[by Shiela Steinman Wallace, Editor]
Jewish Family & Career Services marked 105 years of service to the community at its Annual Meeting on Tuesday, June 4, at its Roth Family Center. It was an evening to recognize, achievement, innovation, service and volunteers.
The Jewish Heritage Fund for Excellence is one of JFCS’s major funders. The grants it has provided to JFCS help meet the agency’s needs in the areas of Jewish parenting, caregiver support, the health fair, the website, management programs, outreach to volunteers and sponsorship for the M.O.S.A.I.C. Awards.
In gratitude, she presented Jeff Polson, JHFE’s interim executive director with a copy of the David Kochka statue, “Family,” that stands in front of the agency’s building.
Polson thanked her, noting that JFCS is a good partner and Tiell is a mentor as JHFE embarks on strategic planning and refines its grant making process.
JFCS President Debbie Friedman presented silver President’s Volunteer Service Awards to Linda Goodman and Carol Fogel for the work they do in the Food Pantry. Bronze awards were presented to Bonnie Bloom, Doug Harper, Frankie Bloom, Jan Glaubinger, Lisa Rothstein-Goldberg, Sidney Katz, Sue LaSalle, Tami Penner and Sue Ament for their service to many programs and services in the agency.
Friedman also presented Kentucky Governor’s Volunteer Awards to Janet and Sonny Meyer in recognition the establishment of the Food Pantry and everything they do for it.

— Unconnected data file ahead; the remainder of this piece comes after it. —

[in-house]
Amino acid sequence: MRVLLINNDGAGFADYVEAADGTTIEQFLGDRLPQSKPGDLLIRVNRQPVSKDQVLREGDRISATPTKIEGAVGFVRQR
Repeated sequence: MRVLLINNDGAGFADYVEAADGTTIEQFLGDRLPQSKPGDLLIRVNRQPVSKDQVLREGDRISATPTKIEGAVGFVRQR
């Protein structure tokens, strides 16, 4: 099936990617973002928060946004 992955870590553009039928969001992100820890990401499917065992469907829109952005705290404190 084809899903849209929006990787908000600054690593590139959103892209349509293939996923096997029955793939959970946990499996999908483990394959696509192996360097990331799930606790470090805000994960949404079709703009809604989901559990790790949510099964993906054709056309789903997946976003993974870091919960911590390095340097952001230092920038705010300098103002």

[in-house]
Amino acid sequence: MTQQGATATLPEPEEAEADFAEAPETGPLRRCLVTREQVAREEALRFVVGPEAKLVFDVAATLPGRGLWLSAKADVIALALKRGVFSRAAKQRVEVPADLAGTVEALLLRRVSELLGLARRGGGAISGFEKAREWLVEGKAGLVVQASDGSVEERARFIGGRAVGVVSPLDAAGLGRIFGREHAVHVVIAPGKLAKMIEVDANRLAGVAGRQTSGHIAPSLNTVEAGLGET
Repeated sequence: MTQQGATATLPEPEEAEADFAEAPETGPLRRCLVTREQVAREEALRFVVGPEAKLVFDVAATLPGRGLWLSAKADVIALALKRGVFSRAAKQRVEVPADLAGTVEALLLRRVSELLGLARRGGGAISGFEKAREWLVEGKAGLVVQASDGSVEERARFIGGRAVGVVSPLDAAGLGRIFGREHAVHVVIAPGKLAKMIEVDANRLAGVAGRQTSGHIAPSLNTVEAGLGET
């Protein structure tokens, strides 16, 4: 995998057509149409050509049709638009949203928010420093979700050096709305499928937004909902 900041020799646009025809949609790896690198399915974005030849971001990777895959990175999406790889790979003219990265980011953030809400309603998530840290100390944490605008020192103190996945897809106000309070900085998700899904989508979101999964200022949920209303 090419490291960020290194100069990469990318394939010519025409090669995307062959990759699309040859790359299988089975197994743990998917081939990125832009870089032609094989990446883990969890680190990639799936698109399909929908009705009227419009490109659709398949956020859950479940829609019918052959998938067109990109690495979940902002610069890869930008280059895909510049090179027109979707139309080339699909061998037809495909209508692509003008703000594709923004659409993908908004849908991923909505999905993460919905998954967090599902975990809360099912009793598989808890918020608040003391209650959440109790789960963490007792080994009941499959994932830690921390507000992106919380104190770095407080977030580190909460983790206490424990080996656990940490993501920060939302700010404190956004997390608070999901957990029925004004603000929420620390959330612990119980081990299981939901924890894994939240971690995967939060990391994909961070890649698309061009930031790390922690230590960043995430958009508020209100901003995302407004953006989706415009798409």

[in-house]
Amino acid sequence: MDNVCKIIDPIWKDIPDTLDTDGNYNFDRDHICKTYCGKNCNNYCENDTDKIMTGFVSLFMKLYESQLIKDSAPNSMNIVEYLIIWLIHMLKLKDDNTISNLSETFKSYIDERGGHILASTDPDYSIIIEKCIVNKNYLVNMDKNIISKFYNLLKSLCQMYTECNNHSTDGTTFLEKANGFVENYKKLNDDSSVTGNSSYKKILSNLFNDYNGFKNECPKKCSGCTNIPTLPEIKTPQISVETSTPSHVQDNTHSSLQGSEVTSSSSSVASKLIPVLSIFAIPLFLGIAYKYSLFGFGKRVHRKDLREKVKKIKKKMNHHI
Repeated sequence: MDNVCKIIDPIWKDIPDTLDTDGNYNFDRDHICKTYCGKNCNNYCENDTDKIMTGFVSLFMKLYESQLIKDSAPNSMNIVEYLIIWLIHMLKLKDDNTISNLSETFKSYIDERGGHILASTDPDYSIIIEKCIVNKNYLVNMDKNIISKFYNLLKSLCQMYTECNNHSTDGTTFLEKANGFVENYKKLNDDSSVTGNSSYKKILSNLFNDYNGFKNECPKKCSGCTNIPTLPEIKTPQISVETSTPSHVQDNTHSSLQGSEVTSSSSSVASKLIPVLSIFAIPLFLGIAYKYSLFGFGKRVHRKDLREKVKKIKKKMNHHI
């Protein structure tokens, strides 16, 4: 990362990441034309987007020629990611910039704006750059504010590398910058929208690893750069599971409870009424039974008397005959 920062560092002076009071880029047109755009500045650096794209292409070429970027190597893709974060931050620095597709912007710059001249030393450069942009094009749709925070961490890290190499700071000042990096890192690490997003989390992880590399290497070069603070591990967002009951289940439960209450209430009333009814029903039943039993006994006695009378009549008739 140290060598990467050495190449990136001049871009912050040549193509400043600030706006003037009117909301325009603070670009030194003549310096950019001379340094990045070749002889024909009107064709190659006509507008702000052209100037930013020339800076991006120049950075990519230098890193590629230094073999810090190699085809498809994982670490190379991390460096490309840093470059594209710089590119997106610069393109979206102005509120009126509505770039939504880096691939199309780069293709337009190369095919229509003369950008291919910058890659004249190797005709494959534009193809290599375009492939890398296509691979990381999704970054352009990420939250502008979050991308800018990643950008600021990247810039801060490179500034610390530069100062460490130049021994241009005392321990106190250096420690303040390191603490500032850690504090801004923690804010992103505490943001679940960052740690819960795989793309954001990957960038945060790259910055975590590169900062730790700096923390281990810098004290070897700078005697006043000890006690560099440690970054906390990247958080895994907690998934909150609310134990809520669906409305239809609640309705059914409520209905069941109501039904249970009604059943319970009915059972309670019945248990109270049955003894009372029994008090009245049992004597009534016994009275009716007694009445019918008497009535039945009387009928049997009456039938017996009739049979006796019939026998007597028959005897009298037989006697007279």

In recognition of the successful conclusion of JFCS’s 100th Anniversary Campaign, which raised over $3 million for the agency, Friedman made a special presentation to past president Jay Klempner, who spearheaded the fundraising.
A regular part of JFCS’s Annual Meeting is the presentation of the Mary Gunther Memorial Award. The award is given annually to recognize the best new program of the year. There were five submissions this year, and Senior PALS (Passport Around Louisville Service) was judged the best because it is easy-to-use and affordable, uses a combination of volunteers and paid individuals, builds on client strengths and breaks down barriers that limit independence, has adapted over time, bringing new clients to JFCS, generates sufficient funds to maintain operation and over the course of each year, generates an increase of income from the mandatory assessments which are covered by other external funding sources, has become a self-sustaining program of Klein Older Adult Services and is forecast to serve over 500 clients this year.
Staff members Naomi Malka, Megan Hand, Ray Gentry and Jennifer Long shared the $600 prize.
Other programs that were nominated were Career Planning Services through the Career Academy, the Doris L. and Theodore B. Meyers Shabbos Friends Program, JFCS Jobs & Enterprise Center at YouthBuild Louisville and Job Search Turn Around.
The award honors the memory of Mary Gunther, a former Career Services secretary who gave the agency 23 years of dedicated service.
As president, Friedman presented an overview of JFCS’ accomplishments over the year. Many of JFCS’s clients are coping with financial insecurity and job loss, she said, which means that the Food Pantry, Hanukah Helpers and emergency support programs continue to be important.
She said the agency is blessed with a “fantastic Board” and a strong strategic planning process. The M.O.S.A.I.C. Awards were the most successful ever, and there have been some smaller friendraiser fundraisers.